Bell, B.G. and Belsky, Jay (2008) Parents, parenting, and children's sleep problems: exploring reciprocal effects. British Journal of Developmental Psychology 26 (4), pp. 579-593. ISSN 0261-510X.Full text not available from this repository.
Longitudinal analysis of data on 658 children/families from the National Institute of Child Health and Human Development Study of Early Child Care and Youth Development addressed two issues regarding children's sleep problems (measured by maternal report in third and sixth grades when the child was 8 and 11 years old, respectively) and family functioning (measured using observations and questionnaires in third and fifth grades when the child was 8 and 10 years old): (1) Do family factors/processes in third grade predict change over time in child sleep problems and, reciprocally (2) Do child sleep problems when the child is in third grade predict change in family factors/processes? Results indicated that sleep problems were adversely affected (increased more/decreased less over time) when, in third grade, the father was absent, mothers were younger, experienced more negative emotions and were less sensitive in interacting with the child, and when the mother-child relationship was characterized by less closeness/more conflict. No linkages involving fathers and fathering were detected. Reciprocally, more sleep problems in the third grade predicted adverse changes in maternal negative emotionality, maternal sensitivity, and maternal closeness/conflict. Discussion highlights the need to conceptualize family functioning and children's sleep problems in family systems' terms (i.e. reciprocal effects).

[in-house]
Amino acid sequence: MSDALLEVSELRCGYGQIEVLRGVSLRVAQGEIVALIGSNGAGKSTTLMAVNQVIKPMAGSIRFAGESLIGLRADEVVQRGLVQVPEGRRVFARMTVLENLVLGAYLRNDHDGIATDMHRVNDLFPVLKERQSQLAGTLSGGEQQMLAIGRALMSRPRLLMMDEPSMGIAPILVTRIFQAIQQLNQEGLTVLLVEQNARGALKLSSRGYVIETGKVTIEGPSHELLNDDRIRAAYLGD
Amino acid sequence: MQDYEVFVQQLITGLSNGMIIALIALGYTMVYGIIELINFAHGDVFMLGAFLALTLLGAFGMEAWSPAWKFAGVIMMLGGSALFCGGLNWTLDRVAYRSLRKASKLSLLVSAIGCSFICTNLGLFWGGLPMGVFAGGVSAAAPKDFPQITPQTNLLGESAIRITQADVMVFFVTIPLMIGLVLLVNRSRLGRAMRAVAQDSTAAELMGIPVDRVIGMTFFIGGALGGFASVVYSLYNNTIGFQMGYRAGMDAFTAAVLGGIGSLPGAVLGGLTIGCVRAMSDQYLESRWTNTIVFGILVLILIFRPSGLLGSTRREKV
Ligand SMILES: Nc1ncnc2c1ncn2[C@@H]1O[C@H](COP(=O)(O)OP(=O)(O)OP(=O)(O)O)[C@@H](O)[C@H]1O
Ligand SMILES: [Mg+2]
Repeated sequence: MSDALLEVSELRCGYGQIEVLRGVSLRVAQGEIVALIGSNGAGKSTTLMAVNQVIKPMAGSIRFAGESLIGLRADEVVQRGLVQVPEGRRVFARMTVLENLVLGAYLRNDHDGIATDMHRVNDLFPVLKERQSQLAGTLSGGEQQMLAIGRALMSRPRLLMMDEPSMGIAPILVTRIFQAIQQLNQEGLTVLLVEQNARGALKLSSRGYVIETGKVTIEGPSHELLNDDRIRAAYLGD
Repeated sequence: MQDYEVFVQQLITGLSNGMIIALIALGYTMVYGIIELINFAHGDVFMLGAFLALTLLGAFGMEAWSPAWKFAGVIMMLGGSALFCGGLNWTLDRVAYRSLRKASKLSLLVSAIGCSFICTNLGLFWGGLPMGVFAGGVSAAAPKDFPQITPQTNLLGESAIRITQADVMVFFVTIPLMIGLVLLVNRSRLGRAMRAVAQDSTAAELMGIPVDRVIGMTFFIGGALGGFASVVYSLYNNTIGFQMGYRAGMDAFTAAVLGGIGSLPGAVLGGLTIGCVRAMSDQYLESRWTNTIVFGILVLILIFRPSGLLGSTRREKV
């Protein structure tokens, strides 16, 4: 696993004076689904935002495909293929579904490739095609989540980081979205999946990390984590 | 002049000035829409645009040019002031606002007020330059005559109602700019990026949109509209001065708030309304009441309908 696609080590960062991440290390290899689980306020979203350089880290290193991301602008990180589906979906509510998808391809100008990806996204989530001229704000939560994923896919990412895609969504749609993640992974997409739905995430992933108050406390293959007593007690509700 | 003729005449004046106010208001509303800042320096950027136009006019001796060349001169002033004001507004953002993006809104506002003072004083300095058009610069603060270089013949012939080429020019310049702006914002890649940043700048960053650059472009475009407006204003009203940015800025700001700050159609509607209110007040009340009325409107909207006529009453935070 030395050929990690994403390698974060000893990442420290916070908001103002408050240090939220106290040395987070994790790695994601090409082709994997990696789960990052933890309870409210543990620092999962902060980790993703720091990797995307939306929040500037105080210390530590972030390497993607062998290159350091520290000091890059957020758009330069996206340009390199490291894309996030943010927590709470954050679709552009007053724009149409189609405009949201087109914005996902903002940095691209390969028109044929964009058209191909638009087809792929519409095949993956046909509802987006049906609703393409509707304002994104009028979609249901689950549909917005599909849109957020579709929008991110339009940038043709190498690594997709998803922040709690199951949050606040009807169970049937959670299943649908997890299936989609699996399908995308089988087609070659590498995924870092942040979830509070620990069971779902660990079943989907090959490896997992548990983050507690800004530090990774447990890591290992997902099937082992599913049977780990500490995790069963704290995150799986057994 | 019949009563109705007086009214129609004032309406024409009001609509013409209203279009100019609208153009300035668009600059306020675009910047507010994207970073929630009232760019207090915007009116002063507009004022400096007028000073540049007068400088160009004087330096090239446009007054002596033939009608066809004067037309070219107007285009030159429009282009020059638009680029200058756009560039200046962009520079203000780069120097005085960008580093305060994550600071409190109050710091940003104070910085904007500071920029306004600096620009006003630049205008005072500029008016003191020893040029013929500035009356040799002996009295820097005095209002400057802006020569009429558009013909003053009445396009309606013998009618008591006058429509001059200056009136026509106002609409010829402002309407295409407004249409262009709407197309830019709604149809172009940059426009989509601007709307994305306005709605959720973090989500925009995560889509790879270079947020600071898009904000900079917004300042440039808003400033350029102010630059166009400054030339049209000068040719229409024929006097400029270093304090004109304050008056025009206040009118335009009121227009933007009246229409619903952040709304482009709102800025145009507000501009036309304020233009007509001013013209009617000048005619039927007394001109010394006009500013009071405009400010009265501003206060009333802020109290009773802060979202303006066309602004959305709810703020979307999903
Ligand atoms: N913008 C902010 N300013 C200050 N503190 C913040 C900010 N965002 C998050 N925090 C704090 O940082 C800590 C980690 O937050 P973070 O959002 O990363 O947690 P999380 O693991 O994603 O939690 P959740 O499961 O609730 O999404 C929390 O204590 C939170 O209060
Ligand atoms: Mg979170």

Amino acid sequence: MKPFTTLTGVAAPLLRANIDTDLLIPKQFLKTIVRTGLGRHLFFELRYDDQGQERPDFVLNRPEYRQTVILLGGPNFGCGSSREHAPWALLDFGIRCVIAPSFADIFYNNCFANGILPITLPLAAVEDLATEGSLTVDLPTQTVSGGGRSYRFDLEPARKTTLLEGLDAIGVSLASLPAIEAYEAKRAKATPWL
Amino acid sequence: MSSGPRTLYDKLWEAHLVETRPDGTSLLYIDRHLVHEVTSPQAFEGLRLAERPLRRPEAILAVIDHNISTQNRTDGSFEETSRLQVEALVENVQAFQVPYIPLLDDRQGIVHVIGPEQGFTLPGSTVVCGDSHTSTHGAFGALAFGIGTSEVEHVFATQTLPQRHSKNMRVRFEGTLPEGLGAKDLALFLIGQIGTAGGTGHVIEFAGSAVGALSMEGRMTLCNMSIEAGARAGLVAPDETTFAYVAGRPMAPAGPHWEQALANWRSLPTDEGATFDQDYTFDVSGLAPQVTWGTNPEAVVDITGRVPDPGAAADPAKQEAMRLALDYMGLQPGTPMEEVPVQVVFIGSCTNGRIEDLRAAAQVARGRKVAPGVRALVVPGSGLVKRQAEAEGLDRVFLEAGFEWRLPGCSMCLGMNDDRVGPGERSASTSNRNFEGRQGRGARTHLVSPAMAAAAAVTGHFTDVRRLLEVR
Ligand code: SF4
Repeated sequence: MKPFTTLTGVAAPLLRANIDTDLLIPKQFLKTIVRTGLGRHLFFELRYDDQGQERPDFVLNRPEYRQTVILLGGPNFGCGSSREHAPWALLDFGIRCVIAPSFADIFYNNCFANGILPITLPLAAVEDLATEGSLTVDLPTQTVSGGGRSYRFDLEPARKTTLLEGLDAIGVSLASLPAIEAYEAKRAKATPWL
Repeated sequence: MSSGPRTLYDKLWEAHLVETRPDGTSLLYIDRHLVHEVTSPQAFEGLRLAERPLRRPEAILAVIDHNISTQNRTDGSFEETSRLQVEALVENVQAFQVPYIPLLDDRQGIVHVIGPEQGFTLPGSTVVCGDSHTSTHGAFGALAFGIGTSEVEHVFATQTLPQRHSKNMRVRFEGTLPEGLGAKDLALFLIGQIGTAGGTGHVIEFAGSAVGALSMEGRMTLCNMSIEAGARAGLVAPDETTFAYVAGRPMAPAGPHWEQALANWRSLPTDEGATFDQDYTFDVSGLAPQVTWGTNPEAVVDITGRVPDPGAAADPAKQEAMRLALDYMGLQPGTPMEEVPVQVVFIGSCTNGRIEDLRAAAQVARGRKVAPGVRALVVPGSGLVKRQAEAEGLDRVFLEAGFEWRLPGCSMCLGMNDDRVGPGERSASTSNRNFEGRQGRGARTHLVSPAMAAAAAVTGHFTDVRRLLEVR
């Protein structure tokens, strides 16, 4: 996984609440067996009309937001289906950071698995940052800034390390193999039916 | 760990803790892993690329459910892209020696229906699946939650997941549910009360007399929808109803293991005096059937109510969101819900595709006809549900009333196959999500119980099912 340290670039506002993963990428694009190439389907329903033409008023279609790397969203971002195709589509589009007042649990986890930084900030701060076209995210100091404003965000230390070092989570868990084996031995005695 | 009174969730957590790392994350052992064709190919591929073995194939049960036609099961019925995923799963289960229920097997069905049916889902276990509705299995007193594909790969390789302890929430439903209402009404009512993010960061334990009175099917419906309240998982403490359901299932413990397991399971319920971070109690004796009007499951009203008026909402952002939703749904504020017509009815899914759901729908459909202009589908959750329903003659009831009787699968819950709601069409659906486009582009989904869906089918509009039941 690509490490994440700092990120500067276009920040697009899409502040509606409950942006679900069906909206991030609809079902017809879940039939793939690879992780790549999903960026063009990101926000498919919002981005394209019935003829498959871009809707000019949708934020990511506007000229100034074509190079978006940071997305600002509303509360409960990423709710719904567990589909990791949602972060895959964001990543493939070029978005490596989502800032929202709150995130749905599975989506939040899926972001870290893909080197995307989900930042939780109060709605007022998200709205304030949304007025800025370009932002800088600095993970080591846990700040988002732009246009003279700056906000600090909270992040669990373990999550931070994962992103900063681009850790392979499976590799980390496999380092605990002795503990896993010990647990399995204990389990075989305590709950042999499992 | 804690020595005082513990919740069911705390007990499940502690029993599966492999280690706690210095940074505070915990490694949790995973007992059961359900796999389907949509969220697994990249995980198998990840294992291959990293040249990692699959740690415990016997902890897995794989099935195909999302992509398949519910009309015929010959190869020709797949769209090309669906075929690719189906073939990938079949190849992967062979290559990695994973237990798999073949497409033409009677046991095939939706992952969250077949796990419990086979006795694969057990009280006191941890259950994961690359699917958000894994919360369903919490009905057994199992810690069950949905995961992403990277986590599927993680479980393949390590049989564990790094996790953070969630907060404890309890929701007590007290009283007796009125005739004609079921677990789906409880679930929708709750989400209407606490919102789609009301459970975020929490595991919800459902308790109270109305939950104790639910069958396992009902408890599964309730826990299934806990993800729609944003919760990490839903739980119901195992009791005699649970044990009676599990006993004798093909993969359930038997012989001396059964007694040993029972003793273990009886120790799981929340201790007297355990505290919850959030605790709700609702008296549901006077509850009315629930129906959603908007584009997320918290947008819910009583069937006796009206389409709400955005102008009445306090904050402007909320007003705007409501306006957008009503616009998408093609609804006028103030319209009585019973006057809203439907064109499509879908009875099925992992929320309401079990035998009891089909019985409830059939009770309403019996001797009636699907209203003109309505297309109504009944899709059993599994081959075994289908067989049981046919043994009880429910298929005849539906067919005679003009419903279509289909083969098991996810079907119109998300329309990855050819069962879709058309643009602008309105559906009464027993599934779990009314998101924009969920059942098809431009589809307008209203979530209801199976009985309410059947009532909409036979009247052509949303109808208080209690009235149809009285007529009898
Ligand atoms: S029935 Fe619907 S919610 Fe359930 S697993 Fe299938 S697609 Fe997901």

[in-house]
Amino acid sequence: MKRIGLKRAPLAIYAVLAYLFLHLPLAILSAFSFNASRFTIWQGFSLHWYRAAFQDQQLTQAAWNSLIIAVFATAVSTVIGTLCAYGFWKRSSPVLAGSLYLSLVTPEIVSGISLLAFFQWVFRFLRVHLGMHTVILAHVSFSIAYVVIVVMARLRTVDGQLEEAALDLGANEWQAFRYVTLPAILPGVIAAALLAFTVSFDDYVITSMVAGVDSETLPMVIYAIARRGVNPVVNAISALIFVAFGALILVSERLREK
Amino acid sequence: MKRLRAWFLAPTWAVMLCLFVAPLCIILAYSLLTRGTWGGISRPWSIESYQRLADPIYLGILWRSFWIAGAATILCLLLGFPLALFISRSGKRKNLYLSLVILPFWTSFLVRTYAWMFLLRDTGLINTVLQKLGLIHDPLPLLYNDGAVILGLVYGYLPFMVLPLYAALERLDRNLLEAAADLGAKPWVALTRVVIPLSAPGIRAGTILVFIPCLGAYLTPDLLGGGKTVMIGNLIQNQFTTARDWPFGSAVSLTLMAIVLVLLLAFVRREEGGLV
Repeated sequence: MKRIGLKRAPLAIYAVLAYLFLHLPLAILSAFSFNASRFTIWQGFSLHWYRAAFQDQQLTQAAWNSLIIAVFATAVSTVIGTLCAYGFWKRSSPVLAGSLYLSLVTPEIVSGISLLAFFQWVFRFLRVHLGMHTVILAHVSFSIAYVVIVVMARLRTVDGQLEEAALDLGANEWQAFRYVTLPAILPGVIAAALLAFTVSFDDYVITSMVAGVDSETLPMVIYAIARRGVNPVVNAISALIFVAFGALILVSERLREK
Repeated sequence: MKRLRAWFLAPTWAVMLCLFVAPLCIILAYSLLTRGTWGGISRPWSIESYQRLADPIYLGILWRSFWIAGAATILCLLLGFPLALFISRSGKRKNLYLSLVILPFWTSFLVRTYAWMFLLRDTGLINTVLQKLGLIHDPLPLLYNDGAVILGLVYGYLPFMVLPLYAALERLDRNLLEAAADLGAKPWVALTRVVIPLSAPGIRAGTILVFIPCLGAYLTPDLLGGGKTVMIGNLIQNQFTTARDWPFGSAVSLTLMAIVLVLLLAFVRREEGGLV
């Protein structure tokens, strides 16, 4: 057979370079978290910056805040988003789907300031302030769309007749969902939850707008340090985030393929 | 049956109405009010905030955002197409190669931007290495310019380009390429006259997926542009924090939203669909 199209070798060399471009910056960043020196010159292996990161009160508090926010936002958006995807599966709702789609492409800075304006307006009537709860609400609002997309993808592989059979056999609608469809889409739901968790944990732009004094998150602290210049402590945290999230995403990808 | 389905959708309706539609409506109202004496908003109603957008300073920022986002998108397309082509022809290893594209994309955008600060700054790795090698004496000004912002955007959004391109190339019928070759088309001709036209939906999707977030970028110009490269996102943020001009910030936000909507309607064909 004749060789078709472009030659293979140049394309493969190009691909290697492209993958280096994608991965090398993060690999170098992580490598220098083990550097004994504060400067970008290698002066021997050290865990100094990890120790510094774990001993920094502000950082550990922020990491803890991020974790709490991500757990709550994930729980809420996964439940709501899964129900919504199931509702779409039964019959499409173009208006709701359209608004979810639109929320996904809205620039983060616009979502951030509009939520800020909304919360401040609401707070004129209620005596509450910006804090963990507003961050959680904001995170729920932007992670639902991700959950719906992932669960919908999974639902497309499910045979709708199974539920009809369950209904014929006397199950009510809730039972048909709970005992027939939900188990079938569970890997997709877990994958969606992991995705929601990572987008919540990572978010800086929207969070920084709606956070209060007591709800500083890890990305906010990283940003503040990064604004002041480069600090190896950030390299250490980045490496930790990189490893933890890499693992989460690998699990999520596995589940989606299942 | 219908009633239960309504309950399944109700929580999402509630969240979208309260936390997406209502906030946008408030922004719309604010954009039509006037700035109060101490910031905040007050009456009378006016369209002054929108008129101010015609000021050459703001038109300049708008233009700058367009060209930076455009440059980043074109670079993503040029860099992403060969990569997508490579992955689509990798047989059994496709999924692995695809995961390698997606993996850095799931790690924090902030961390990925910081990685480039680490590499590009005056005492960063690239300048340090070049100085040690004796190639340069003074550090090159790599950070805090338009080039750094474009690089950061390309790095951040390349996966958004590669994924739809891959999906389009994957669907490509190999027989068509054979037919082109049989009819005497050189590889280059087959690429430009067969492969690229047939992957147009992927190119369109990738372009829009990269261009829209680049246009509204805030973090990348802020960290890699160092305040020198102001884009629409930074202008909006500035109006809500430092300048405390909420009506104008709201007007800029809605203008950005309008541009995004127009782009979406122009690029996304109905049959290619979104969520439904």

|School or Research Centre:||Birkbeck Schools and Research Centres > School of Science > Psychological Sciences|
|Date Deposited:||06 Jan 2011 12:03|
|Last Modified:||17 Apr 2013 12:18|
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